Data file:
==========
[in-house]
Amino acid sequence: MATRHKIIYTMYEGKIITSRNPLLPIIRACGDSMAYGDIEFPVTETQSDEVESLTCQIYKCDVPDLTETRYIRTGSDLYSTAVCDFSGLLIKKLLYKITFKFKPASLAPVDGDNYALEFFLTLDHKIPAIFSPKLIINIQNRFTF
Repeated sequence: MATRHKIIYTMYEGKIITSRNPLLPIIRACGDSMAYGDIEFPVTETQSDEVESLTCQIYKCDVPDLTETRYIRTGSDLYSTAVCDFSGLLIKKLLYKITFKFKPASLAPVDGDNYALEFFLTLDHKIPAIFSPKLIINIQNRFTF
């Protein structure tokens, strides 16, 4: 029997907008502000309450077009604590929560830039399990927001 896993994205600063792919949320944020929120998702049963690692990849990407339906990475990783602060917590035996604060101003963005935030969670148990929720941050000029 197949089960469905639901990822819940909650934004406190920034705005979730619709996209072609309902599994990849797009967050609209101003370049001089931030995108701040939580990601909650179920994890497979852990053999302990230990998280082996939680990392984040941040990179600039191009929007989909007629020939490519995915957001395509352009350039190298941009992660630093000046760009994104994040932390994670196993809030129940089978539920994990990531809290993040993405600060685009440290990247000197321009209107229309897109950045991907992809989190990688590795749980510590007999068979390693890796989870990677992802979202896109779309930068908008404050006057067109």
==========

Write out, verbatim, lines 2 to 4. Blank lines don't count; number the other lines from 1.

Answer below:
Amino acid sequence: MATRHKIIYTMYEGKIITSRNPLLPIIRACGDSMAYGDIEFPVTETQSDEVESLTCQIYKCDVPDLTETRYIRTGSDLYSTAVCDFSGLLIKKLLYKITFKFKPASLAPVDGDNYALEFFLTLDHKIPAIFSPKLIINIQNRFTF
Repeated sequence: MATRHKIIYTMYEGKIITSRNPLLPIIRACGDSMAYGDIEFPVTETQSDEVESLTCQIYKCDVPDLTETRYIRTGSDLYSTAVCDFSGLLIKKLLYKITFKFKPASLAPVDGDNYALEFFLTLDHKIPAIFSPKLIINIQNRFTF
């Protein structure tokens, strides 16, 4: 029997907008502000309450077009604590929560830039399990927001 896993994205600063792919949320944020929120998702049963690692990849990407339906990475990783602060917590035996604060101003963005935030969670148990929720941050000029 197949089960469905639901990822819940909650934004406190920034705005979730619709996209072609309902599994990849797009967050609209101003370049001089931030995108701040939580990601909650179920994890497979852990053999302990230990998280082996939680990392984040941040990179600039191009929007989909007629020939490519995915957001395509352009350039190298941009992660630093000046760009994104994040932390994670196993809030129940089978539920994990990531809290993040993405600060685009440290990247000197321009209107229309897109950045991907992809989190990688590795749980510590007999068979390693890796989870990677992802979202896109779309930068908008404050006057067109």